Well, then, come into our house. We have a lot of air­plane stuff in here. Cathy will be the first to ad­mit that mar­ry­ing cuts down on avail­able wall space for air­plane pic­tures. Even an un­der­stand­ing part­ner is not go­ing to go with all air­planes, ev­ery­where, all the time. The pic­ture of the Con­stel­la­tion in Qan­tas col­ors is in the at­tic. Same for the East­ern Air Lines framed cap­tain’s wings. My small black-and-white photo of Janis Joplin barely made the cut — it can be seen if you know where it is and lean far enough.

But a lot of great avi­a­tion art has made it to the public spa­ces. Our foyer has a photo of Keith Richards and Ron Wood in a Navajo look­ing just like Cathy and our dog and I do in our Cheyenne. Th­ese pic­tures are side by side and have prompted guests to ask if I ever flew the Rolling Stones (no). There’s a great paint­ing of a 747, all dirt­ied-up, with huge lead­ing-edge de­vices de­ployed.

Come into my “study” to see the re­ally great stuff. I use the word study

los­sely - very lit­tle, if any, study­ing goes on in here. On one wall there are three iconic Rus­sell Mun­son pho­to­graphs. When I first met this fa­mous avi­a­tion pho­tog­ra­pher I told him how much I ad­mired the DC-3 in Amer­i­can Air­lines col­ors taken from above and the two Beech D-18 shots that glis­ten with re­flected sun on the props and the lush land­scape be­low. Not long af­ter that, signed copies ar­rived with­out com­ment in the mail.

Though I have a num­ber of re­ally nice gifts given to me when I was visit­ing var­i­ous med­i­cal in­sti­tu­tions (mostly clocks, pen sets, plaques, crys­tal and the oc­ca­sional piece of fur­ni­ture) it is the avi­a­tion stuff that stirs my soul. Three hand­held ra­dios sit on my desk, ready for ac­tion. Four bot­tles of wa­ter with cool FBO names on them are there, ready to be taken to the air­plane. I bet­ter check the bat­ter­ies on those hand­helds.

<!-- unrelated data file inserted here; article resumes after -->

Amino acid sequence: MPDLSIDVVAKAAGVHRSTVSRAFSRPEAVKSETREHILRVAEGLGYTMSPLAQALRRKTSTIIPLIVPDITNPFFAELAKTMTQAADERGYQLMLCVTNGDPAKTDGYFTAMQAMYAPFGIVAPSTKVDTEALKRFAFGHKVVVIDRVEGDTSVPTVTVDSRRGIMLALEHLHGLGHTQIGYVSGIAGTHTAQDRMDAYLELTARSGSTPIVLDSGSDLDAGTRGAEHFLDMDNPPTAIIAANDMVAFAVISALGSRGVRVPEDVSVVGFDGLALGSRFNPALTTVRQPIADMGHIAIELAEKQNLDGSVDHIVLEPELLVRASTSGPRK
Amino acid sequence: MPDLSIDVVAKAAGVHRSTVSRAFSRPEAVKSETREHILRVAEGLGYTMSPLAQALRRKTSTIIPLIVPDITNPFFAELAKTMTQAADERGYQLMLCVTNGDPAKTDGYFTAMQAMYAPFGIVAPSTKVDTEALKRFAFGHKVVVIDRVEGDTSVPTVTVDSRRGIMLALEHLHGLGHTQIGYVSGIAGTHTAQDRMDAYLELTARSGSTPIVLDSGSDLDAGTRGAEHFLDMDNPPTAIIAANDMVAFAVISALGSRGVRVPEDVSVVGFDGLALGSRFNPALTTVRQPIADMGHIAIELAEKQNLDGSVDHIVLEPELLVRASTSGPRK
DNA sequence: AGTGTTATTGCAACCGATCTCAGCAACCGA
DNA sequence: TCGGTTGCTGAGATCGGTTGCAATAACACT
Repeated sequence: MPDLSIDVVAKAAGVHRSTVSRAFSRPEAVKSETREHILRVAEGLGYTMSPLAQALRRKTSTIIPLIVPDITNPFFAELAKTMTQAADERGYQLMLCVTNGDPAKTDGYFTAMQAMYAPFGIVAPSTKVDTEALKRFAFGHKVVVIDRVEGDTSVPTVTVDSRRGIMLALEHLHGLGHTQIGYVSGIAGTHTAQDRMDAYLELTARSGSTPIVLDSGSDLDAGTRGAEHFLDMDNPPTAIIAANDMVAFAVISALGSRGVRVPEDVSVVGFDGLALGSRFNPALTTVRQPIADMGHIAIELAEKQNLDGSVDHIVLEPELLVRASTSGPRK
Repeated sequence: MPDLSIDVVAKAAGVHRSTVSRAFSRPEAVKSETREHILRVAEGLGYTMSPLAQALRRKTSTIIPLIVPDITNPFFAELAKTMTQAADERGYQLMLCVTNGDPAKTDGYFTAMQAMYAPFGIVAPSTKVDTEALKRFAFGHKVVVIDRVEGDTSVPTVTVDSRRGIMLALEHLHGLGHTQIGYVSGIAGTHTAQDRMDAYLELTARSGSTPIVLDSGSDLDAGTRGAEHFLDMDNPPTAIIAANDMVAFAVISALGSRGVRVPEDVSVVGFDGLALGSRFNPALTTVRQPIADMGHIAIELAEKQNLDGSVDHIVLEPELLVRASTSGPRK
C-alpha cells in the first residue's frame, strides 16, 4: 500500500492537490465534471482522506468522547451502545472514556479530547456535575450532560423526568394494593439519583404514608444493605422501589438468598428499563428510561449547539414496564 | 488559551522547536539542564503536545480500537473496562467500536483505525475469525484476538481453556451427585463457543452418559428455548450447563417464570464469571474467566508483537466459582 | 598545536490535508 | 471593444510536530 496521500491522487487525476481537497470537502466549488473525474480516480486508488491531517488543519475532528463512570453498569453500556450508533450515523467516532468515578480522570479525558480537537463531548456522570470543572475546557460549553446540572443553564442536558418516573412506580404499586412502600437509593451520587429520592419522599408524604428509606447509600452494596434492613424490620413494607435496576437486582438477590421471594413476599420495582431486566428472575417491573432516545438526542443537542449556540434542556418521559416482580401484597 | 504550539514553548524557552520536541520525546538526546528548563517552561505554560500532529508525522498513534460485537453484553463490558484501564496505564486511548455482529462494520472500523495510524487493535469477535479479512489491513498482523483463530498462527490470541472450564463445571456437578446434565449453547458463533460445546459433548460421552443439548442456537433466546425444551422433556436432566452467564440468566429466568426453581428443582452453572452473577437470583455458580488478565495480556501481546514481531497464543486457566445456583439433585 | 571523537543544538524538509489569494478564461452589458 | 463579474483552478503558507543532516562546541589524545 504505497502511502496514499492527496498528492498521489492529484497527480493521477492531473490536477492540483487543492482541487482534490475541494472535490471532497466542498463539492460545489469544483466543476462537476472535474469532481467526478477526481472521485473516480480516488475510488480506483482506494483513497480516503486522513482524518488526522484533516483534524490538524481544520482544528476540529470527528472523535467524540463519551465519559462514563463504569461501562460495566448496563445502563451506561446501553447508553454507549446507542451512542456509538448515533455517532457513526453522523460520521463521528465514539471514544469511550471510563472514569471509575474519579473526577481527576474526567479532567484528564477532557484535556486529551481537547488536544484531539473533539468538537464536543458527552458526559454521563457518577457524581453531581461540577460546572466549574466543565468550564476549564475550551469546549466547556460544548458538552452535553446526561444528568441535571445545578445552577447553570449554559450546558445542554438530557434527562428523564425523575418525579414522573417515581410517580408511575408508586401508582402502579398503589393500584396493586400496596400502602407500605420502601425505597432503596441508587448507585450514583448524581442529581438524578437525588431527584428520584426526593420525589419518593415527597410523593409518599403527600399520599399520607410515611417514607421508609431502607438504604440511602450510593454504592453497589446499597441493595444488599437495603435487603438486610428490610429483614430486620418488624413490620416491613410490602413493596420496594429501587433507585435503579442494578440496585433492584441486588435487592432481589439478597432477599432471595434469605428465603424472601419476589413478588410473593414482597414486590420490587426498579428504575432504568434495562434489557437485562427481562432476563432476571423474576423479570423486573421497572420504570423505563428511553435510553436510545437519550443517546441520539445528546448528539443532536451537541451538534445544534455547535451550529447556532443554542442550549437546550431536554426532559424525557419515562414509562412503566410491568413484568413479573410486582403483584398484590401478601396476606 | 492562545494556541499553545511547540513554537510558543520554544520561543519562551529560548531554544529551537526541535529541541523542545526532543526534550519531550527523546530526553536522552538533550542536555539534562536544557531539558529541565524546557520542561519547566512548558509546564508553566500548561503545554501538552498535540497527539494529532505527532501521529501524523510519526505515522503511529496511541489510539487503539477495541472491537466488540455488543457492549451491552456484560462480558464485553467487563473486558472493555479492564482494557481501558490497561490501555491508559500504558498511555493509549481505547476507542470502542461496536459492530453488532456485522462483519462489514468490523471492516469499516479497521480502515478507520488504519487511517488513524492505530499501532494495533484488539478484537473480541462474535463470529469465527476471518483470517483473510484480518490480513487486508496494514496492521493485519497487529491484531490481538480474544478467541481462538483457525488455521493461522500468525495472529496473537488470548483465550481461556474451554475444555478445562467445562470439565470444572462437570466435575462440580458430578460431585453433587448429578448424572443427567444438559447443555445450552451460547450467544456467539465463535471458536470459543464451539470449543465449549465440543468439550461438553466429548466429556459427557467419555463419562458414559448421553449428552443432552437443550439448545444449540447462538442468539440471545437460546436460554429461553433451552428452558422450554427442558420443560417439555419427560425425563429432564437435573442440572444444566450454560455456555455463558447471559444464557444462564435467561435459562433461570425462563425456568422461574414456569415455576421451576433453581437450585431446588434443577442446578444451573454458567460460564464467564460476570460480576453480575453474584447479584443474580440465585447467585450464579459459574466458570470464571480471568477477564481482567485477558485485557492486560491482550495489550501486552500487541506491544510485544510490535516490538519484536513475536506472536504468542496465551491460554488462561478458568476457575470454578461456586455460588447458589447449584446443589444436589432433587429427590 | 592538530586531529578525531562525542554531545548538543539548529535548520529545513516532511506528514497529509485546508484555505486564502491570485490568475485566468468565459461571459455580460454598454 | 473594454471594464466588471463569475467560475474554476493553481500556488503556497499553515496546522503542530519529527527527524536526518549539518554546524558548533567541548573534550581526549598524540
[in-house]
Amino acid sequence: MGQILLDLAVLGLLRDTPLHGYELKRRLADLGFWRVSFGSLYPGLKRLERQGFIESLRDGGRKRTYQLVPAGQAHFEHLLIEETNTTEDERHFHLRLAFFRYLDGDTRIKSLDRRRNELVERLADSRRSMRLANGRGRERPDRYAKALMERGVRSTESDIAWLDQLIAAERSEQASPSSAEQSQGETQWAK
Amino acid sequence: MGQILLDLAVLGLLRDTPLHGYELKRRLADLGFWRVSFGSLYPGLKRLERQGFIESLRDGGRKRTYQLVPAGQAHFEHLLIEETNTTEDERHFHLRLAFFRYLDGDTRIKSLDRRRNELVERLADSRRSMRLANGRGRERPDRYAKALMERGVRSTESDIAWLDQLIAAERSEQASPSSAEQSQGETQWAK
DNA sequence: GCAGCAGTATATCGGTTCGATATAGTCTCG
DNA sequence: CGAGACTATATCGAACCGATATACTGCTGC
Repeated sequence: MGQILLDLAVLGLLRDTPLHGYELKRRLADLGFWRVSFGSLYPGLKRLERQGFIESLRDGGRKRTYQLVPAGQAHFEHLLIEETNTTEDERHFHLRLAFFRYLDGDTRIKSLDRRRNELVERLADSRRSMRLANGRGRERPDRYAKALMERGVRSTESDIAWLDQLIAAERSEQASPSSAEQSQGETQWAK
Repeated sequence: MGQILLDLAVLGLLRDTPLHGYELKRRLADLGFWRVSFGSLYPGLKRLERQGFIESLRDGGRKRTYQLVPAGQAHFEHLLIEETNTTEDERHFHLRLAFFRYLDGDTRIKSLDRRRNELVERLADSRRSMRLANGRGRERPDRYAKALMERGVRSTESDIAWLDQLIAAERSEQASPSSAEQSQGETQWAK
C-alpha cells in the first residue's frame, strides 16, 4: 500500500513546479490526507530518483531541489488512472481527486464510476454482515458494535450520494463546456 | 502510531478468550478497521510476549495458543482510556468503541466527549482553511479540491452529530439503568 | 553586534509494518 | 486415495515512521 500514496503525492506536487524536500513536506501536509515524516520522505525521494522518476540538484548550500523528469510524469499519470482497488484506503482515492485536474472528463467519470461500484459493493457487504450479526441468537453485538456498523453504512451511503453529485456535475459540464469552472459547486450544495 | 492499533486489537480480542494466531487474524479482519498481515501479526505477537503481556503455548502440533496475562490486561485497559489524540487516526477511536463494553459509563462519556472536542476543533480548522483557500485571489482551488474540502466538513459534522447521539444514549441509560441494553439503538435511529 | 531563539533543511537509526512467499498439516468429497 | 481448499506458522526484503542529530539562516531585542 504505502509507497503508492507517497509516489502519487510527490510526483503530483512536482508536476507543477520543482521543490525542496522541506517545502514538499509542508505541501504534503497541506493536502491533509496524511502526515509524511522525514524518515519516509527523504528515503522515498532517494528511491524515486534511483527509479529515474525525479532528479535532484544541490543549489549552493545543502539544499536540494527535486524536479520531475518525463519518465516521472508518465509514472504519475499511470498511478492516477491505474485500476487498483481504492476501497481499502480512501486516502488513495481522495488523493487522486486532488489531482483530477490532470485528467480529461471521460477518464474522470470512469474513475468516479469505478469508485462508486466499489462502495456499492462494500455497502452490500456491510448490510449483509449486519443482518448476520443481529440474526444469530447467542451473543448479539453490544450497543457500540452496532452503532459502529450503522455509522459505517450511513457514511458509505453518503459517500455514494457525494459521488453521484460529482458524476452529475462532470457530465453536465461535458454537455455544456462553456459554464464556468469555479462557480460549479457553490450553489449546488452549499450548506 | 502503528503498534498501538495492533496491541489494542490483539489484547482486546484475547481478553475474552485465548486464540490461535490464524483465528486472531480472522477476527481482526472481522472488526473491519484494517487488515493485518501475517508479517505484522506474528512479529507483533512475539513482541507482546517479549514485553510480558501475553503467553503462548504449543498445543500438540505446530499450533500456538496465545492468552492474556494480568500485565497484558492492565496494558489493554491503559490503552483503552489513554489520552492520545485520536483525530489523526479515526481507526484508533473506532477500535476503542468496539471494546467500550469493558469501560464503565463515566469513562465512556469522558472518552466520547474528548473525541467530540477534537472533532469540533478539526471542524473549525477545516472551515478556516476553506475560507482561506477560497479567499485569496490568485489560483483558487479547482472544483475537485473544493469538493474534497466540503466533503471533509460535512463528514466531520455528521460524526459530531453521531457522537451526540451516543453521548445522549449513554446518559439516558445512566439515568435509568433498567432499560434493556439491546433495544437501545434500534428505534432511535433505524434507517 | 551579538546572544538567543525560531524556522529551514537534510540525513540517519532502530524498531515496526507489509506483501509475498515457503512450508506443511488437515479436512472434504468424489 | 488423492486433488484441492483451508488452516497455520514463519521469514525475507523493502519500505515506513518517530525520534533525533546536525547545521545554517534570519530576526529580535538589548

Come into the dining room. Ac­cu­rate and ex­pen­sive mod­els of our Cessna 340 and Piper Cheyenne are on a cre­denza be­hind the dining room ta­ble. In the book cases you will find a DC-3 model in East­ern liv­ery, a DC-8 painted with Bran­iff’s Calder col­ors, an East­ern 727-200 in the paint scheme that was ex­tant when the air­line folded and a model of the

space shut­tle Chal­lenger, given to me by a sur­gi­cal

pa­tient who had worked on the ac­tual Chal­lenger long be­fore the ac­ci­dent.

The prize spots are in the fam­ily room. There sit three mod­els that would make any man weep. There is an ex­act replica of 454WN, the South­west 737-700 that was de­liv­ered on March 29, 2004. I was in the right seat on the take­off as we went from Boe­ing Field to Phoenix — you can see the trip and the names of the three captains who shep­herded me that day on

the name plate. They gifted me this model.

Next to it is the Cessna CJ3 in JetSuite col­ors, with that ar­rest­ing red stripe right down the mid­dle of the air­plane. This was the air­plane, and the tail num­ber, of my cap­tain­up­grade check ride. More dear friends with more pow­er­ful gifts.

And then there is this: a model in minute de­tail, down to the pitot tubes and antennas on the top of our new air­plane, 323CM.

You ask why I love th­ese things so. I’m past a point in life where I need or want any­thing. If you took me to Tif­fany’s or to Dick’s Sport­ing Goods there is noth­ing I need or want. I have been very lucky in life, and th­ese trea­sures take me into the air, and back in time, when I look at them; I’ve got more.